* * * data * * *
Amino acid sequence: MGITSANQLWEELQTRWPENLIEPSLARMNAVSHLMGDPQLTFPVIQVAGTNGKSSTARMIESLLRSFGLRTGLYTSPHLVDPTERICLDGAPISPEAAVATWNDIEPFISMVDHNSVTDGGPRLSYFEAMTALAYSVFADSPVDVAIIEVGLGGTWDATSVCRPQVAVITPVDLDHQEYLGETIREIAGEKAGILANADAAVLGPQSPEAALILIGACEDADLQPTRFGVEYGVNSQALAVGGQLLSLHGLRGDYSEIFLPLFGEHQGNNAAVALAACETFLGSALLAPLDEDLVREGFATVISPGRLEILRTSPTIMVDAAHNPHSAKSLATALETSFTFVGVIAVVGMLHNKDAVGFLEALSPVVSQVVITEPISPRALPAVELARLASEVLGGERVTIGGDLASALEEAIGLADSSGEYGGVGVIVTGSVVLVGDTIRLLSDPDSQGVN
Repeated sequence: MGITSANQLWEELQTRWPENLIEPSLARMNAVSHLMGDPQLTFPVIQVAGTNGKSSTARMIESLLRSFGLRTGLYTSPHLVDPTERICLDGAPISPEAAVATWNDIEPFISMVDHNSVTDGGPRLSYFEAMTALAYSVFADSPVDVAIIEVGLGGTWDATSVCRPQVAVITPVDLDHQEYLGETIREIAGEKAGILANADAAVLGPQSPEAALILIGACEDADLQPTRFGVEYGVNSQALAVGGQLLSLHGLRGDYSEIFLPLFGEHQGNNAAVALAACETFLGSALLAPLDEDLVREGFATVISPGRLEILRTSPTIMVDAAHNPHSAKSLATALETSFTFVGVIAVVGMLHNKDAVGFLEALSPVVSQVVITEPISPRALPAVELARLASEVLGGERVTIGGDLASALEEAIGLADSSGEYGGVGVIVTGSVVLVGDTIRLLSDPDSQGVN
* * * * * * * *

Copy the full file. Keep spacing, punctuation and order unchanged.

Amino acid sequence: MGITSANQLWEELQTRWPENLIEPSLARMNAVSHLMGDPQLTFPVIQVAGTNGKSSTARMIESLLRSFGLRTGLYTSPHLVDPTERICLDGAPISPEAAVATWNDIEPFISMVDHNSVTDGGPRLSYFEAMTALAYSVFADSPVDVAIIEVGLGGTWDATSVCRPQVAVITPVDLDHQEYLGETIREIAGEKAGILANADAAVLGPQSPEAALILIGACEDADLQPTRFGVEYGVNSQALAVGGQLLSLHGLRGDYSEIFLPLFGEHQGNNAAVALAACETFLGSALLAPLDEDLVREGFATVISPGRLEILRTSPTIMVDAAHNPHSAKSLATALETSFTFVGVIAVVGMLHNKDAVGFLEALSPVVSQVVITEPISPRALPAVELARLASEVLGGERVTIGGDLASALEEAIGLADSSGEYGGVGVIVTGSVVLVGDTIRLLSDPDSQGVN
Repeated sequence: MGITSANQLWEELQTRWPENLIEPSLARMNAVSHLMGDPQLTFPVIQVAGTNGKSSTARMIESLLRSFGLRTGLYTSPHLVDPTERICLDGAPISPEAAVATWNDIEPFISMVDHNSVTDGGPRLSYFEAMTALAYSVFADSPVDVAIIEVGLGGTWDATSVCRPQVAVITPVDLDHQEYLGETIREIAGEKAGILANADAAVLGPQSPEAALILIGACEDADLQPTRFGVEYGVNSQALAVGGQLLSLHGLRGDYSEIFLPLFGEHQGNNAAVALAACETFLGSALLAPLDEDLVREGFATVISPGRLEILRTSPTIMVDAAHNPHSAKSLATALETSFTFVGVIAVVGMLHNKDAVGFLEALSPVVSQVVITEPISPRALPAVELARLASEVLGGERVTIGGDLASALEEAIGLADSSGEYGGVGVIVTGSVVLVGDTIRLLSDPDSQGVN